In light of the recent US election result, with a Biden victory confirmed, CUBE’s Rob Fulcher sat down with compliance luminary, Mitch Avnet, CEO of Compliance Risk Concepts, to unpick what a Biden win might mean for the future of finance. During the webcast, the audience were encouraged to submit any pressing questions.
In the below extract, Rob and Mitch discuss whether we’re ever likely to see financial regulators insist that financial institutions use regulatory technology in their compliance programs.
At the moment firms are implementing technology because it’s ‘good to have’ and it’s helpful. But do you think there’ll be a move from the regulators to say ‘you need to have this’ or ‘your compliance systems aren’t good enough if you don’t have technology in place’?
Mitch Avnet: Great question. I think part of where firms get frustrated with US regulators is when you ask a very pointed question like that and the SEC or FINRA is never going to tell you how to satisfy your program. They’re going to tell you that you have to have a program in place that is right and calibrated to who you are and what you do. They’re not going to tell you how to go from A to B.
With that said, I think we can all agree that investments in technology can be very impactful to organisations, especially if it takes people out of doing the hunting and gathering of information every day and enables them to move into more value-added roles within compliance or within an organisation where they’re actually serving more in an advisory capacity.
We have a huge ask on us to gather massive volumes of information and figure out how that ultimately impacts our organisation.
Any time you rely on technology to help you there, I think that’s a good thing. Especially it if helps you to redeploy your capital assets in a positive and impactful manner. Having said that, I would be hard pressed to think of any regulator that would tell you that you need to do that. In fact, I would take it a step further, and say that I would never ask a regulator how I should run my program.
Rob Fulcher: To add to that, to tie it back to today’s topic; if there’s a relationship between the Administrations and the financial services sector, what we saw under Obama as a reaction to the global financial crash was all these new regulations. Within the financial services sector we saw a reaction in terms of budgets and spend and resources coming into place – and new technologies.
What we have found at CUBE over the last four years is that some of those budgets have been pulled back, but yet the need to address the regulations has increased.
Essentially firms are being asked to do more for less – which actually has been good for CUBE and other technology providers and service providers out there because there’s this need to become more efficient.
CUBE is looking at automating regulatory monitoring, classification of regulations, mapping of regulations to policies and controls and internal taxonomies. In the past that was done by excel and people and I agree Mitch, you’re never going to get a regulator that will come in and say, ‘you need to look at CUBE’ or ‘you need to look at this new technology’. But I think generally there’s an acceptance that managing everything through spreadsheets and trying to introduce an auditable workflow through spreadsheets and files is an old technique and an old process. And when you’re looking at Tier 1 firms across multiple countries, it’s very difficult to manage regulatory change in that respect.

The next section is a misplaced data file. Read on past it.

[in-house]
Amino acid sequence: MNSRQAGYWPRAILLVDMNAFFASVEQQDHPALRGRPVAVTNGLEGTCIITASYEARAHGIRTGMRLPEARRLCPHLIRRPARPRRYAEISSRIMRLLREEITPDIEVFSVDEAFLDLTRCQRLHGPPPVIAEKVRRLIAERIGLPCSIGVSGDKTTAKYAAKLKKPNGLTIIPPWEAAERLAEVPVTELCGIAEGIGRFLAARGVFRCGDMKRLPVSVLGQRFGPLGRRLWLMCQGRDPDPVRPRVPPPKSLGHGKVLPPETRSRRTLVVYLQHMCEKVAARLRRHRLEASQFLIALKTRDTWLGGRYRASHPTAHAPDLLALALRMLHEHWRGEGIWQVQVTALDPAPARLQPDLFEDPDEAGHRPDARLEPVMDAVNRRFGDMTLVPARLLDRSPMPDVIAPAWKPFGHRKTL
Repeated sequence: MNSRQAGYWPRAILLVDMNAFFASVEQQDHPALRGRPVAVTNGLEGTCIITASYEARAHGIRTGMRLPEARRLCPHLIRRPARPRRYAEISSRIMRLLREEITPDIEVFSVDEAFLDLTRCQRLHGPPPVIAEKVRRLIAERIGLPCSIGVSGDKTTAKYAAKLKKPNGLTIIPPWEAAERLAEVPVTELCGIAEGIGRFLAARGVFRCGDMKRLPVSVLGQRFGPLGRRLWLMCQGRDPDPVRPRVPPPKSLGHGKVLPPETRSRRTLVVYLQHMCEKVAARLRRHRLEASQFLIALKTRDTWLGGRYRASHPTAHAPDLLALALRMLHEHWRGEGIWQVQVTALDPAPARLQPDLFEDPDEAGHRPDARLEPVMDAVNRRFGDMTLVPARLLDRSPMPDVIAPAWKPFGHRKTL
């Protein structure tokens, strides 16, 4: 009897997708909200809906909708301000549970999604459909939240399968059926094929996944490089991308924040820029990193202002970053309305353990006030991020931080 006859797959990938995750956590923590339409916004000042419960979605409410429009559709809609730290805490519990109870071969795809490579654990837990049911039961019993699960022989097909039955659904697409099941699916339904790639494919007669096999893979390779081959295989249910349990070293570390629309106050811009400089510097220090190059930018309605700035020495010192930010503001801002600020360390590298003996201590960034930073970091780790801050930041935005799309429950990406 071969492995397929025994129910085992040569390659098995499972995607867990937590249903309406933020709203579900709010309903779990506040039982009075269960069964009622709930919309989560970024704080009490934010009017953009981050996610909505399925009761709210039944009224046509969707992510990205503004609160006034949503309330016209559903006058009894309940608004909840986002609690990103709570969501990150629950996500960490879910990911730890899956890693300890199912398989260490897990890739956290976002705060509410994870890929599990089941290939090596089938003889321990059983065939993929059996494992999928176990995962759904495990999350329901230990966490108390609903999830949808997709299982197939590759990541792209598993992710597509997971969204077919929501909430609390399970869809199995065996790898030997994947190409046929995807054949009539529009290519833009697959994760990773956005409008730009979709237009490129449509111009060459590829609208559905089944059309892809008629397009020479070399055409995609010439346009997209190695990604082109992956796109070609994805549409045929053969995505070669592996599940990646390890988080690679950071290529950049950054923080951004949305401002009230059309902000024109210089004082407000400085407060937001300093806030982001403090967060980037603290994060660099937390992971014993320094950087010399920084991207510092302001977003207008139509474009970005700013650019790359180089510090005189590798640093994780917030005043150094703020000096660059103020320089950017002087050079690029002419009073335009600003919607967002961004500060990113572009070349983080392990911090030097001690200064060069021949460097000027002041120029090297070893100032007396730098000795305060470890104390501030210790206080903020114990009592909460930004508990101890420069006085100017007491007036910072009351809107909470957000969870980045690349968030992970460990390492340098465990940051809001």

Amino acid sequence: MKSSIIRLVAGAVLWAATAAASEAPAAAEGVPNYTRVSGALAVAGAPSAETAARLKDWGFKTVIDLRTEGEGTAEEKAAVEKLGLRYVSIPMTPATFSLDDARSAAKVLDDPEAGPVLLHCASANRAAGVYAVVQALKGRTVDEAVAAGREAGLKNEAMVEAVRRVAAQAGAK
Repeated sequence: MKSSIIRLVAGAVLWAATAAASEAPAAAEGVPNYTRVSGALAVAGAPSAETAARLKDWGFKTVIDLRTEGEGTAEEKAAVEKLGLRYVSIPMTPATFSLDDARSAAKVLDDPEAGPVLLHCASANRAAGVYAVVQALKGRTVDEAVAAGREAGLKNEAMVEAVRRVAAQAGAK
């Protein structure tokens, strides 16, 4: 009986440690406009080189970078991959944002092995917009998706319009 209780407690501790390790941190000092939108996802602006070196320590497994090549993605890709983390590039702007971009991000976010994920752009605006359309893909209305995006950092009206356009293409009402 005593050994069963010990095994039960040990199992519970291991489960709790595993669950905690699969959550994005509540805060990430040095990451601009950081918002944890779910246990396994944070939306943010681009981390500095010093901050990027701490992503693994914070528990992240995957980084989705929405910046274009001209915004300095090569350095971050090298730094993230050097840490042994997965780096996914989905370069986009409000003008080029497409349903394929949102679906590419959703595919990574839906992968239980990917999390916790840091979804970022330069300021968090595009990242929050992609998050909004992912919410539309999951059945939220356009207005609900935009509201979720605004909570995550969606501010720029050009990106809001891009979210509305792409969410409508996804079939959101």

MA: I think that’s a great point. And unfortunately, you see some of the biggest investments and the best compliance programs coming out of where firms have been hit by a regulator because their processes broke down or their processes couldn’t keep up with the pace of the business.
So, what happens in the most part – to be completely candid and realistic here – is that most firms will not be altruistic and make those investments upfront because they want to have the best compliance program or regulatory change management program money can buy. If you work in a firm like that then that’s amazing. But it’s human nature – you get religion when you get slapped. And depending how badly you get slapped the more religion.
In all seriousness, the best compliance programs come out of the worst regulatory situations. And people know that. To use a line from a holiday song – they’re not doing it ‘to be good for goodness sake’ they’re doing it because they’ve been mandated to do it. In terms of corporate, social responsibility and who you are and how you present yourself to the investing public, does that look good? No. Investors, clients, they want to know that you have those controls and that governance in place.
Firms put the money where the revenue generating projects are and it all comes down to how you build the business case to show that putting the infrastructure in place, having the processes matched to technology to automate those workflows is going to make you a profit centre.